A mood is like the economy. You’re not really sure if you’ve bottomed, or if there’s a way to go before you can start the climb.
I say this because I find myself in a year of great challenge. And I knew it would be thus. Or close to thus. As my teaching load has skyrocketed, my earnings have plummeted and so I spend free time trying to compensate for both.
At the same time that life at home has been extraordinarily demanding (see previous posts).
Of course, it could be worse. I could be sick, my kids could be sick, I could lose my health insurance, we could all be denied coverage because of pre-existing conditions and the insurance policy could max out. Or, any one of us could be in a car collision. So I do know this: it could be worse.
But it could be better.
I reel back tonight to summers spent at my grandparents’ village home in Poland. There was an orphanage not too far. I used to watch these kids and think – should I reach out? Eventually I understood that this kind of imaginative benevolence was pointless. There is an insurmountable chasm between those who feel loved and those who do not.
And I wonder: could it be that the trial I had been following in New York has elements of this? It's sad (oh, oops, this post is already about being sad; let's say especially sad) to think that there are ravines and chasms, and one day one person tries to cross them and another day another person tries to cross them, but they never seem to be exerting an effort at the same time, and so it all sort of falls apart.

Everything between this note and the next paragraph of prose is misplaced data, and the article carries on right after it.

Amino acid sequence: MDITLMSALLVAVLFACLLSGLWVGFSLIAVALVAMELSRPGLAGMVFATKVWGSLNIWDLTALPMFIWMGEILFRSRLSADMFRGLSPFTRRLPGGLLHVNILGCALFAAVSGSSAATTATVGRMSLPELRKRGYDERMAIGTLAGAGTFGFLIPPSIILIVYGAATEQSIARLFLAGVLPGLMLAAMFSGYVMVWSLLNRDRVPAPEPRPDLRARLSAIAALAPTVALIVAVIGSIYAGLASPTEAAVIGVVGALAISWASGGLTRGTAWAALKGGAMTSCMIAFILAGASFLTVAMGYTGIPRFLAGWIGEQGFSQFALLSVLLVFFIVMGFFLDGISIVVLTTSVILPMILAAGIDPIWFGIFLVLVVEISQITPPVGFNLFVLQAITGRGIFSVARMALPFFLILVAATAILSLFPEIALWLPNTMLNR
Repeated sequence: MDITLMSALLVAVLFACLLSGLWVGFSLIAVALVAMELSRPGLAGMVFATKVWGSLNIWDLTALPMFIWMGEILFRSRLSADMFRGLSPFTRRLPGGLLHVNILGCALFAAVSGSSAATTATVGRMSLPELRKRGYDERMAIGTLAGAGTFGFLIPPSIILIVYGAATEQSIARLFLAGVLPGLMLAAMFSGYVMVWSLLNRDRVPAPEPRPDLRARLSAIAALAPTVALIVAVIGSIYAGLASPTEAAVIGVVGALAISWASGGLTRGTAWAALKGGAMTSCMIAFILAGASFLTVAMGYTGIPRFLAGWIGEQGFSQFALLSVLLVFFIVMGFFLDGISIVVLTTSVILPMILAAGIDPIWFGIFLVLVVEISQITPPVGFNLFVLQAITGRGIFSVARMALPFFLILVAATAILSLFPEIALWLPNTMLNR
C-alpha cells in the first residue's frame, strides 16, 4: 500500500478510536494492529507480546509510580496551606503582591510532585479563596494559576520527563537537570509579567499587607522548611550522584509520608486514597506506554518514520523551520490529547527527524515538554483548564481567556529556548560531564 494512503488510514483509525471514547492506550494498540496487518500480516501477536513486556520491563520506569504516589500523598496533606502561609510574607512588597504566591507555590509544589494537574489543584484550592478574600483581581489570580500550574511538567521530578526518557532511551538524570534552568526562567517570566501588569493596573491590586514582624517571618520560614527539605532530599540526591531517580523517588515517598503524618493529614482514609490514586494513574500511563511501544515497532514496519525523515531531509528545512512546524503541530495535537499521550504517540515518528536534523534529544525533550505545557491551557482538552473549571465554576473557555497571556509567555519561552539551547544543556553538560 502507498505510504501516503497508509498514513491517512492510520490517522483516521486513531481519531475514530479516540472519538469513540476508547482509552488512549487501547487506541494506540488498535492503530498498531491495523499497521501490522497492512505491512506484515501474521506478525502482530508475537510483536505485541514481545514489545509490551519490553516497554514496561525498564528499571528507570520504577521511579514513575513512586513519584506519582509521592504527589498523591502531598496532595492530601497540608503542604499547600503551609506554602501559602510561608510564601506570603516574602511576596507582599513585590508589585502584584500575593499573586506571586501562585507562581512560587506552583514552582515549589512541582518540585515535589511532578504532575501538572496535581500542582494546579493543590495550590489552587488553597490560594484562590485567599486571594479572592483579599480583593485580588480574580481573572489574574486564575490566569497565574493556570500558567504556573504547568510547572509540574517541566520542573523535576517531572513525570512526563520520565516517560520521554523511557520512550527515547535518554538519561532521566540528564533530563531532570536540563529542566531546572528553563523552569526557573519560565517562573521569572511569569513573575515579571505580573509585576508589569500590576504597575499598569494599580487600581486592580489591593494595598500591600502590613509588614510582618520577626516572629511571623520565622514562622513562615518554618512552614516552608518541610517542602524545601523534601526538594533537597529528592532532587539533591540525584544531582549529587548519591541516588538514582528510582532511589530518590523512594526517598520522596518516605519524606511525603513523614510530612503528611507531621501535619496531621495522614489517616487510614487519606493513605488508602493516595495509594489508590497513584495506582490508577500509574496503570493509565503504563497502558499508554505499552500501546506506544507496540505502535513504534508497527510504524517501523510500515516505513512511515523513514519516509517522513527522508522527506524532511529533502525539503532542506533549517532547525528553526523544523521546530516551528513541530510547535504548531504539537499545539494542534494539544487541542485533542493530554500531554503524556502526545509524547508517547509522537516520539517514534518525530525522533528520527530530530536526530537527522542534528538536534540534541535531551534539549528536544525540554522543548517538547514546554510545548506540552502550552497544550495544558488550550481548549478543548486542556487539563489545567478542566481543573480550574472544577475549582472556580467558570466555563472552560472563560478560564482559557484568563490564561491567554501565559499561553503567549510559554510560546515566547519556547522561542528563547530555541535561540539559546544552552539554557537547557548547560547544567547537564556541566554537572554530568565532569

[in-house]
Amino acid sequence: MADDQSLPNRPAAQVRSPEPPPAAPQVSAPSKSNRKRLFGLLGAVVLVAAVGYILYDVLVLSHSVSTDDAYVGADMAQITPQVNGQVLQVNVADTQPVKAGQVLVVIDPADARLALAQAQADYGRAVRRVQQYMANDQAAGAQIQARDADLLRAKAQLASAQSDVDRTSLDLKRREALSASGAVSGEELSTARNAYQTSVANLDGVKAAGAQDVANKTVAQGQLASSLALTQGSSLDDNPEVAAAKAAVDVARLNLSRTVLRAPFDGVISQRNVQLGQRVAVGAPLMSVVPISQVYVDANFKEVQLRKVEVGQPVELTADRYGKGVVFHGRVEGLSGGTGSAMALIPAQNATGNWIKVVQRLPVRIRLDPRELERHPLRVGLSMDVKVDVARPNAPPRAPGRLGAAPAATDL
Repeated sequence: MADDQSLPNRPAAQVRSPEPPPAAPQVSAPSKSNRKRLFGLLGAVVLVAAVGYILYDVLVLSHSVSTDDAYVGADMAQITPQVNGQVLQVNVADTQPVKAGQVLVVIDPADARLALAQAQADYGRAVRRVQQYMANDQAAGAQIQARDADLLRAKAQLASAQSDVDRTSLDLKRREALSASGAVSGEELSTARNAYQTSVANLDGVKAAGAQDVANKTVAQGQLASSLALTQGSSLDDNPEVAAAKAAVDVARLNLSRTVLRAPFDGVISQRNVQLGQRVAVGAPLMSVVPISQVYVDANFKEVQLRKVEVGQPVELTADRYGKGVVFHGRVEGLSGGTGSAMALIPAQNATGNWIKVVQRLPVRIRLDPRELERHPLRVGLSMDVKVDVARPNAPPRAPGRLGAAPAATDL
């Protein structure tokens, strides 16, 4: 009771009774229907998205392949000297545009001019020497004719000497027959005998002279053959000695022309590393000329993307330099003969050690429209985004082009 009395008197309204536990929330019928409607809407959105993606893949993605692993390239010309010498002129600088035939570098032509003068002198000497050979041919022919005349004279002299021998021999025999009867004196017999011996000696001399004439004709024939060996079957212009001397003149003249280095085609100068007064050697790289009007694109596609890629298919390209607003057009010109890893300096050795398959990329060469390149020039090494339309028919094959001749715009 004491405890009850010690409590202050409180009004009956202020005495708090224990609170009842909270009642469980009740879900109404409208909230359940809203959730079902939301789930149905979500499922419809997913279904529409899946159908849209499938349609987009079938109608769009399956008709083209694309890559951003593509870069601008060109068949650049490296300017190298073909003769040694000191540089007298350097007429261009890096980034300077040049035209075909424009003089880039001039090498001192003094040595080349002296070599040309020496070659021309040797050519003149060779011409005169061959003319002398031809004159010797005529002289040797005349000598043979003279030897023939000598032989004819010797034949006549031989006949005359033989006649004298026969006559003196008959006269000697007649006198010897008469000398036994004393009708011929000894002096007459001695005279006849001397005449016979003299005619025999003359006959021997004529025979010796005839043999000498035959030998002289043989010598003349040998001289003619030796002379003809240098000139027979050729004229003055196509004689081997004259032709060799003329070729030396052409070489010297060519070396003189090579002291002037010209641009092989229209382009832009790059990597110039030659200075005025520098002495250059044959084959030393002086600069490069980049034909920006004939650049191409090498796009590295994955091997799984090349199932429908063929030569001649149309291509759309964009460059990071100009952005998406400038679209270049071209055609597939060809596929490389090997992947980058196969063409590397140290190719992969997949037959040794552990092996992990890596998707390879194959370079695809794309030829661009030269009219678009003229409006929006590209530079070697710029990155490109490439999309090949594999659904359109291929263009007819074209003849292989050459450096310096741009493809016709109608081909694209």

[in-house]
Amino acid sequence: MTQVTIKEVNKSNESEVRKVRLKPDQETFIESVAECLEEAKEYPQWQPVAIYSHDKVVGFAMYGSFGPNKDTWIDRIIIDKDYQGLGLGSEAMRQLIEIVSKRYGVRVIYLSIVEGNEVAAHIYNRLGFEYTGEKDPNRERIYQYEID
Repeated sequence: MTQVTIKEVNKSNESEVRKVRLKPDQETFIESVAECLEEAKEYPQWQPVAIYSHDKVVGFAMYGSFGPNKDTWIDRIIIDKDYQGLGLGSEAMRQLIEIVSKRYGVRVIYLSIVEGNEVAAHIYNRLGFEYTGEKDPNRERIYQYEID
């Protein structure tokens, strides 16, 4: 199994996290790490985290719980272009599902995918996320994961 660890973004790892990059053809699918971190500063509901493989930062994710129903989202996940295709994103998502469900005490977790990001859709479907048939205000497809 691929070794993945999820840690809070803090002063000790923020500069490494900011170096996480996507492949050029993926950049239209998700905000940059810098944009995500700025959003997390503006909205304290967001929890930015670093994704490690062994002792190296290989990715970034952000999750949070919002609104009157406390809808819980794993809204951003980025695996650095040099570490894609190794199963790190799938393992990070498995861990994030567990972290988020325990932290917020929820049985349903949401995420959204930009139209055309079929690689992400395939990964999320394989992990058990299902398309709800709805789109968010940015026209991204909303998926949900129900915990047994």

Things worked backwards today. I had enough to do a home that I did not go to campus until late.
The rain had stopped. My bike slid across a pavement covered with wet late autumn leaves.
Half way to campus, I came across the band practice. Usually I hear them when I am pedaling home and so I associate their music with the joy of returning home. Today, they are merely trumpeters and tuba players and who knows what else, playing (better than yesterday!) tunes from Miss Saigon. Song, played on a lonely saxophone... (played on a trumpet).
I’m doing a lot of thinking these days. Everyone does this when they feel pushed and plummeted, right? So I leave you with the photo of a heron that I spotted on my late ride in. My buddy. My solo friend.